Healing from spiritual abuse can be so hard to come by. Because it isn’t just an intellectual or rational exercise. It is tied into our emotions and our bodies and our families of origin and our worldview. It is hard to separate our experiences of — and our experiences at the hands of — those claiming to represent God from our experiences of God. In the words of Carol Howard Merritt:

The reason religious wounds can cut so deeply is that they carry the weight of God with them. In some way we have felt that God was behind what wounded us. So the first step in spiritual healing is to learn to love God by separating God from our experience of being wounded.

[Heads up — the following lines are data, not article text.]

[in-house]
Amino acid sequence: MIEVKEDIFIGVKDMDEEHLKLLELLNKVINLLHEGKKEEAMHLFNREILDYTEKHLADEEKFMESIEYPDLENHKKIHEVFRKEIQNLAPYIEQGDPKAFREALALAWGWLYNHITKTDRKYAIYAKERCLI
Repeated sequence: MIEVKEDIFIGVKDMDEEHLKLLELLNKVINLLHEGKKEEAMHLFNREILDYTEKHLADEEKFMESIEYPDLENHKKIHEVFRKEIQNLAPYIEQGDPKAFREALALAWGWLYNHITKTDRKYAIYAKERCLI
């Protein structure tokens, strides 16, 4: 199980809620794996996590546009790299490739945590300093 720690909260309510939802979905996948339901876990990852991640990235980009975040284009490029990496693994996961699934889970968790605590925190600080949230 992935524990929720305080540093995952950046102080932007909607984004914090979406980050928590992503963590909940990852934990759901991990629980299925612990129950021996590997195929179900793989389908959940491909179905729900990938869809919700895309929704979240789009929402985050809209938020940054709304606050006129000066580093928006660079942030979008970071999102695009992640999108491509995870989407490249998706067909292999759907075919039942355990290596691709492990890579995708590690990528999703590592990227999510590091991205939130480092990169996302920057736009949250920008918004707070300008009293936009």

Carol Howard Merritt, Healing Spiritual Wounds

I would offer three steps on the path toward healing from spiritual abuse — not exhaustive by any means, but intended to be a start.

First, we heal when we look to Jesus. Because when we look to Jesus, we see who God really is. What God looks like. What God says. What God does. We need to be reminded that God did not condone what the pastor of your last church did; God is not like the youth leader who failed to report your abusive situation or who perpetrated it; God actively opposes the self-proclaimed Christian politician who tweets Bible verses while legislating against the very people God defends: the poor, the immigrant, the vulnerable.